The columns show the order in which the levels are placed: background at the bottom level (right on the X-sheet) and foreground at the top (left on the X-sheet) with the character in the middle.

Each drawing will have its own number. Each unit represents a frame. The drawing number is inserted to show where that frame of animation will be in the sequence. This varies depending on how many frames per second each drawing represents. The example right shows a sequence that is shot on twos; that is, each drawing is shot for two frames. When something is on twos, the first row has a number and the second is left blank. It is not necessary to fill in every frame. At the end of the sequence, the last drawing is held for 10 frames; that is, the drawing is shot for ten frames. This is indicated by the line that runs from the bottom of the drawing number to the last frame that the drawing is held for. If the drawing is held for more than two frames, it is necessary to insert a line to show how long the drawing is held for.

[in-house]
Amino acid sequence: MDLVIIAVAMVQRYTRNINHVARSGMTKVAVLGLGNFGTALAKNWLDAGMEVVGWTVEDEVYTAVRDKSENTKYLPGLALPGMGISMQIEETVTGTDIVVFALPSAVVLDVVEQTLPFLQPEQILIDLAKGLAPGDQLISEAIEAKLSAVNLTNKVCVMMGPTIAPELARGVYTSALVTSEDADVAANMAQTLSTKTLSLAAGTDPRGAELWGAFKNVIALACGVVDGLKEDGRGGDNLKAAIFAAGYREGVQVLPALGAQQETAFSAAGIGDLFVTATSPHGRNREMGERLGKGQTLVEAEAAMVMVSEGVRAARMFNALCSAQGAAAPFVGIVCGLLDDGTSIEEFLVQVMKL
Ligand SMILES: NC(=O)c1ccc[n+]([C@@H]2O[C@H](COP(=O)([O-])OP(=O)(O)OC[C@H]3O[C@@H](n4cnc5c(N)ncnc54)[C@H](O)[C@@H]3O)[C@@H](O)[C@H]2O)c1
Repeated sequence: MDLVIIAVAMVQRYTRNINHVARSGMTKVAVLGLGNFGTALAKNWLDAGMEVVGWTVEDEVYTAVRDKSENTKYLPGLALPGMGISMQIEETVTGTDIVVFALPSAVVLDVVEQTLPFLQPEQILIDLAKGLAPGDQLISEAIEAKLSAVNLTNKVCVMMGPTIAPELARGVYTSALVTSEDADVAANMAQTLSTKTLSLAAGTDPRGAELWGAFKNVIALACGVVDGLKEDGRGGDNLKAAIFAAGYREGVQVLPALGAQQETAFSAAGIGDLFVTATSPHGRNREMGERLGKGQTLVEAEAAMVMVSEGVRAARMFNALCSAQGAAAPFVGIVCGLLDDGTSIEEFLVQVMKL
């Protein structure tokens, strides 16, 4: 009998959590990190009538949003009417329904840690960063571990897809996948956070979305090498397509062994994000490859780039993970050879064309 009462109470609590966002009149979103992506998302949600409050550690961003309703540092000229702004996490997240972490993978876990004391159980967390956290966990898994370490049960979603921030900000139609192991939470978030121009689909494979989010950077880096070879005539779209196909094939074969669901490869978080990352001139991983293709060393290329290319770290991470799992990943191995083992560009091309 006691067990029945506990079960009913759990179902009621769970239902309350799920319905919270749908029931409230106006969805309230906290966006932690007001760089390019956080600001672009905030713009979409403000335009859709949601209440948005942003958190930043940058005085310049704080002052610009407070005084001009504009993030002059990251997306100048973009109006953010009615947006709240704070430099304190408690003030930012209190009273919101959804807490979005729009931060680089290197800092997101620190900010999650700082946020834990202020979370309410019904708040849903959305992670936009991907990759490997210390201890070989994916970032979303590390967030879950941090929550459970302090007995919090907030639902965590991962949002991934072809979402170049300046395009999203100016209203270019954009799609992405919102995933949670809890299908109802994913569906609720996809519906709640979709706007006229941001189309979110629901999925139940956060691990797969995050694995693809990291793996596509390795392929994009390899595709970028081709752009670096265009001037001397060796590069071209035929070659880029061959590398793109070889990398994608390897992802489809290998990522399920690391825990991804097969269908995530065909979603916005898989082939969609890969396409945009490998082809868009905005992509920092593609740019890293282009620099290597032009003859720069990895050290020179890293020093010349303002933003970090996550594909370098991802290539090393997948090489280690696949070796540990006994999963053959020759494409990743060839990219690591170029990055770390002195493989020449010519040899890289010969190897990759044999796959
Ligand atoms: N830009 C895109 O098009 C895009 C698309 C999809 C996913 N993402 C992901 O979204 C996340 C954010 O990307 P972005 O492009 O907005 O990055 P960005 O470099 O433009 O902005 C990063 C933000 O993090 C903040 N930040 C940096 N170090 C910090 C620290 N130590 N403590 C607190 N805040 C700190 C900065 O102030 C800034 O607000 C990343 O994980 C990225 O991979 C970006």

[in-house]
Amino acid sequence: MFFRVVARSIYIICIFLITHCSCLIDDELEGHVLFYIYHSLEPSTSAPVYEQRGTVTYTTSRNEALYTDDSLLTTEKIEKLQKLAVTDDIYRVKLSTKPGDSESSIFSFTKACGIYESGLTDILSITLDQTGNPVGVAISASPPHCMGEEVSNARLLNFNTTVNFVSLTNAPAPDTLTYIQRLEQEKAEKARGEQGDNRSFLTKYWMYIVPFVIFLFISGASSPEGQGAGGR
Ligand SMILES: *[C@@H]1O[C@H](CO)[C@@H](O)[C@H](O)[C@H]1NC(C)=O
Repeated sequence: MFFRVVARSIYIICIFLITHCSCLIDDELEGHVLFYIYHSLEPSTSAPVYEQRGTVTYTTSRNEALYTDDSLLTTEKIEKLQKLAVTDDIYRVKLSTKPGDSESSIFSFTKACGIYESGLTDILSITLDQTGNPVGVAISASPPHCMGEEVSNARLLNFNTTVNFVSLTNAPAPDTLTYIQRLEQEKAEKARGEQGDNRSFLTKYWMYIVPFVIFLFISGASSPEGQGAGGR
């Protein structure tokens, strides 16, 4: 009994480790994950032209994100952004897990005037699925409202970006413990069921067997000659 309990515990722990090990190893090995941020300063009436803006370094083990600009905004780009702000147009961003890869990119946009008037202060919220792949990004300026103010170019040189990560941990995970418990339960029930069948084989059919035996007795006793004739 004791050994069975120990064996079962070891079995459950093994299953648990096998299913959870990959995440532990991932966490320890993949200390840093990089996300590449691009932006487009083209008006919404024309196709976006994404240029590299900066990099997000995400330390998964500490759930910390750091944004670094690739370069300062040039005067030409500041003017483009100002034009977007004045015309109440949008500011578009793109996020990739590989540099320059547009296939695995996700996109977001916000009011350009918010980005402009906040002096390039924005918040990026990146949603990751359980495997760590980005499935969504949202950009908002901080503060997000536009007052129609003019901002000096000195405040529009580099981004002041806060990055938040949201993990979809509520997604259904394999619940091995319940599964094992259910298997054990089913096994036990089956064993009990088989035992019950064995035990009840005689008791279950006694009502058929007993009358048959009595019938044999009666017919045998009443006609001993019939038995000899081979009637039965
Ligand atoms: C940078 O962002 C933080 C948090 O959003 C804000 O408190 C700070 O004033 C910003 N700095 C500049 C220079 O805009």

When a sequence is animated, even if there is only one character, the drawing for one frame of animation may be on several levels of paper. If the body remains still during the sequence but the head and arms are moving, there will be only one drawing of the body for the whole sequence. If the head is moving at a different rate to the arms, the head will be on a separate piece of paper and the arms on a further piece. If there is a background and the character is stood in front of a tree, for example, these will again be on separate pieces of paper. However accurate the final drawings are, if you have to re-trace exactly the same drawing 20 times or more (your background with a tree, for example), there will be variations between the drawings that will show when the animation is played. It also is an unnecessary use of time. Before the use of computers, the finished drawings were traced and colored onto Cel (cellulose acetate, or clear plastic sheets). This allowed for a maximum of six levels before the thickness of the cell made the colors on the lower levels look muddy. Today, each of these levels would be painted and they would then be assembled with programs such as DigiCel FlipBook or Toon Boom. This allows for infinite levels without any loss of quality.